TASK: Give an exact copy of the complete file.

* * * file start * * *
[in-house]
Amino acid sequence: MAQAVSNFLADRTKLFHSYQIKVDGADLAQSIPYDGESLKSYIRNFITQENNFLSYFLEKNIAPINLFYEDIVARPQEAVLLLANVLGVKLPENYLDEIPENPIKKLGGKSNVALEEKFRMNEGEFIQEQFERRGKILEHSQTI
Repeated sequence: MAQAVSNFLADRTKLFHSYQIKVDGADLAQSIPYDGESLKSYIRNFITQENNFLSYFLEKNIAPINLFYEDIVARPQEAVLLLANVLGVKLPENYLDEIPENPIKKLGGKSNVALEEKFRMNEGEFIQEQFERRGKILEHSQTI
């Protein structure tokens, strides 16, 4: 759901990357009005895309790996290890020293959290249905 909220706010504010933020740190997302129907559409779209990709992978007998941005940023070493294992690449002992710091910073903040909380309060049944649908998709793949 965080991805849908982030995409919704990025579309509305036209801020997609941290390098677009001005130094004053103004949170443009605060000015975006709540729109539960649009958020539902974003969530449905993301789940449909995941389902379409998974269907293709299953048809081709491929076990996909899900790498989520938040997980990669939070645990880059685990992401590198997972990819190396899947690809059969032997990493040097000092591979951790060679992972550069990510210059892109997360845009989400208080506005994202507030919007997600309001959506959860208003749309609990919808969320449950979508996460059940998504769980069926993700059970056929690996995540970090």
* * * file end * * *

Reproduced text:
[in-house]
Amino acid sequence: MAQAVSNFLADRTKLFHSYQIKVDGADLAQSIPYDGESLKSYIRNFITQENNFLSYFLEKNIAPINLFYEDIVARPQEAVLLLANVLGVKLPENYLDEIPENPIKKLGGKSNVALEEKFRMNEGEFIQEQFERRGKILEHSQTI
Repeated sequence: MAQAVSNFLADRTKLFHSYQIKVDGADLAQSIPYDGESLKSYIRNFITQENNFLSYFLEKNIAPINLFYEDIVARPQEAVLLLANVLGVKLPENYLDEIPENPIKKLGGKSNVALEEKFRMNEGEFIQEQFERRGKILEHSQTI
């Protein structure tokens, strides 16, 4: 759901990357009005895309790996290890020293959290249905 909220706010504010933020740190997302129907559409779209990709992978007998941005940023070493294992690449002992710091910073903040909380309060049944649908998709793949 965080991805849908982030995409919704990025579309509305036209801020997609941290390098677009001005130094004053103004949170443009605060000015975006709540729109539960649009958020539902974003969530449905993301789940449909995941389902379409998974269907293709299953048809081709491929076990996909899900790498989520938040997980990669939070645990880059685990992401590198997972990819190396899947690809059969032997990493040097000092591979951790060679992972550069990510210059892109997360845009989400208080506005994202507030919007997600309001959506959860208003749309609990919808969320449950979508996460059940998504769980069926993700059970056929690996995540970090």